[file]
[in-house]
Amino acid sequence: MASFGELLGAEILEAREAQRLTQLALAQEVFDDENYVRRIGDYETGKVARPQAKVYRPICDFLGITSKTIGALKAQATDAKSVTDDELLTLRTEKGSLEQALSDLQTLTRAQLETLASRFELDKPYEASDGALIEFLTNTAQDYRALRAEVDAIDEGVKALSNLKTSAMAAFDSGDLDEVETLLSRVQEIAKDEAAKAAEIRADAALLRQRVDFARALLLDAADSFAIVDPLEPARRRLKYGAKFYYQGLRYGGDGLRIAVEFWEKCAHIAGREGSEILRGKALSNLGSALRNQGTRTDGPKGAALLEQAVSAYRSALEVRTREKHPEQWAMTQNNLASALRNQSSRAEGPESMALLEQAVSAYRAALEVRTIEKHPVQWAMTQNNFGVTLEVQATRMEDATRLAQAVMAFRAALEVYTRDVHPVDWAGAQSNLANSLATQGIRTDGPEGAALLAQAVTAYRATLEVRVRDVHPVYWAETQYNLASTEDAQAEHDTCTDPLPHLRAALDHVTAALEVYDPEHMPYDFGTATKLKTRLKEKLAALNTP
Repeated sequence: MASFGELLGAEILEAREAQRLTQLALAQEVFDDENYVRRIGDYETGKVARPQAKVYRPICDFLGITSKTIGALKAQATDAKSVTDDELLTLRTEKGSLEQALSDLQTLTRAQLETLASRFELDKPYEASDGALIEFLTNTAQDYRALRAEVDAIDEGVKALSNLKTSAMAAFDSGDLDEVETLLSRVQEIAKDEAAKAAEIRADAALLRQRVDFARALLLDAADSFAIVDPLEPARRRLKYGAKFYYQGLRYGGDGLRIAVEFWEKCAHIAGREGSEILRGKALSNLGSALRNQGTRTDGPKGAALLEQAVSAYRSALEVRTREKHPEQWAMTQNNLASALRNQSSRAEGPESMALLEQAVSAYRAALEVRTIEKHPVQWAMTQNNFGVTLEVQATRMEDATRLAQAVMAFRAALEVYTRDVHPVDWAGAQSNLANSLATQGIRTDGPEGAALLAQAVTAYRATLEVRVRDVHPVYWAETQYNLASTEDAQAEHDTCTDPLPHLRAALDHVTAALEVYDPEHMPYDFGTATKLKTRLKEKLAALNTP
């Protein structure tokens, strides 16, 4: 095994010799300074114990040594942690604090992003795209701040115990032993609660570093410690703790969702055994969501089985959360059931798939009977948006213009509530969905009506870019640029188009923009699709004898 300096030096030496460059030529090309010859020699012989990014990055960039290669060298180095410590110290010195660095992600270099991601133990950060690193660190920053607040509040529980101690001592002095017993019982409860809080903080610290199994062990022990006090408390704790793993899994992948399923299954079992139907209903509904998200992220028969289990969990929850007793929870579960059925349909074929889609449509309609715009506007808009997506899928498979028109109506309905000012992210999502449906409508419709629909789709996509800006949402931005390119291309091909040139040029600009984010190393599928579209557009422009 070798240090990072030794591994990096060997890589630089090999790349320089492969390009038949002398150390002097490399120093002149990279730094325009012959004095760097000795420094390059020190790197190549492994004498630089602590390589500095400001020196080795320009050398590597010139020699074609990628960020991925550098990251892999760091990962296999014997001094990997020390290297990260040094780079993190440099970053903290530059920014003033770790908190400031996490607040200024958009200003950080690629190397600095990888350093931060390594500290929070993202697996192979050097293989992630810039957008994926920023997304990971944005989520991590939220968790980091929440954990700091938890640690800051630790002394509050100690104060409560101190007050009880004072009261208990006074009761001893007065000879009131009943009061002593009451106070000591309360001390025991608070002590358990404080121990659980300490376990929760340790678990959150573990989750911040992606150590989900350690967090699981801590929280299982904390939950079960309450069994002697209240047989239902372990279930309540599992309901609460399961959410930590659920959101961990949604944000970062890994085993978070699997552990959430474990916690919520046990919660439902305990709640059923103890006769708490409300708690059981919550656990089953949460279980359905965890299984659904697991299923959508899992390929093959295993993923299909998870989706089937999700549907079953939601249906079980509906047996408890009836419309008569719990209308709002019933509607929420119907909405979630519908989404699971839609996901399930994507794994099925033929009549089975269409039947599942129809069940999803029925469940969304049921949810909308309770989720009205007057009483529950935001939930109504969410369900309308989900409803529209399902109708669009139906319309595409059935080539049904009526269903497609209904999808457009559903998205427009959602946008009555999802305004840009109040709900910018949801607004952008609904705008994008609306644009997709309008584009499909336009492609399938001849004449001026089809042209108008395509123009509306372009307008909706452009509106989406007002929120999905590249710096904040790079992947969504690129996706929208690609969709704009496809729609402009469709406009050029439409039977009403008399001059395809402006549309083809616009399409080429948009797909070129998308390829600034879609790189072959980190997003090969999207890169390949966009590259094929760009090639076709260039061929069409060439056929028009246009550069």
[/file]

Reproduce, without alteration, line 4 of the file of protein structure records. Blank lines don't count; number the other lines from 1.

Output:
């Protein structure tokens, strides 16, 4: 095994010799300074114990040594942690604090992003795209701040115990032993609660570093410690703790969702055994969501089985959360059931798939009977948006213009509530969905009506870019640029188009923009699709004898 300096030096030496460059030529090309010859020699012989990014990055960039290669060298180095410590110290010195660095992600270099991601133990950060690193660190920053607040509040529980101690001592002095017993019982409860809080903080610290199994062990022990006090408390704790793993899994992948399923299954079992139907209903509904998200992220028969289990969990929850007793929870579960059925349909074929889609449509309609715009506007808009997506899928498979028109109506309905000012992210999502449906409508419709629909789709996509800006949402931005390119291309091909040139040029600009984010190393599928579209557009422009 070798240090990072030794591994990096060997890589630089090999790349320089492969390009038949002398150390002097490399120093002149990279730094325009012959004095760097000795420094390059020190790197190549492994004498630089602590390589500095400001020196080795320009050398590597010139020699074609990628960020991925550098990251892999760091990962296999014997001094990997020390290297990260040094780079993190440099970053903290530059920014003033770790908190400031996490607040200024958009200003950080690629190397600095990888350093931060390594500290929070993202697996192979050097293989992630810039957008994926920023997304990971944005989520991590939220968790980091929440954990700091938890640690800051630790002394509050100690104060409560101190007050009880004072009261208990006074009761001893007065000879009131009943009061002593009451106070000591309360001390025991608070002590358990404080121990659980300490376990929760340790678990959150573990989750911040992606150590989900350690967090699981801590929280299982904390939950079960309450069994002697209240047989239902372990279930309540599992309901609460399961959410930590659920959101961990949604944000970062890994085993978070699997552990959430474990916690919520046990919660439902305990709640059923103890006769708490409300708690059981919550656990089953949460279980359905965890299984659904697991299923959508899992390929093959295993993923299909998870989706089937999700549907079953939601249906079980509906047996408890009836419309008569719990209308709002019933509607929420119907909405979630519908989404699971839609996901399930994507794994099925033929009549089975269409039947599942129809069940999803029925469940969304049921949810909308309770989720009205007057009483529950935001939930109504969410369900309308989900409803529209399902109708669009139906319309595409059935080539049904009526269903497609209904999808457009559903998205427009959602946008009555999802305004840009109040709900910018949801607004952008609904705008994008609306644009997709309008584009499909336009492609399938001849004449001026089809042209108008395509123009509306372009307008909706452009509106989406007002929120999905590249710096904040790079992947969504690129996706929208690609969709704009496809729609402009469709406009050029439409039977009403008399001059395809402006549309083809616009399409080429948009797909070129998308390829600034879609790189072959980190997003090969999207890169390949966009590259094929760009090639076709260039061929069409060439056929028009246009550069």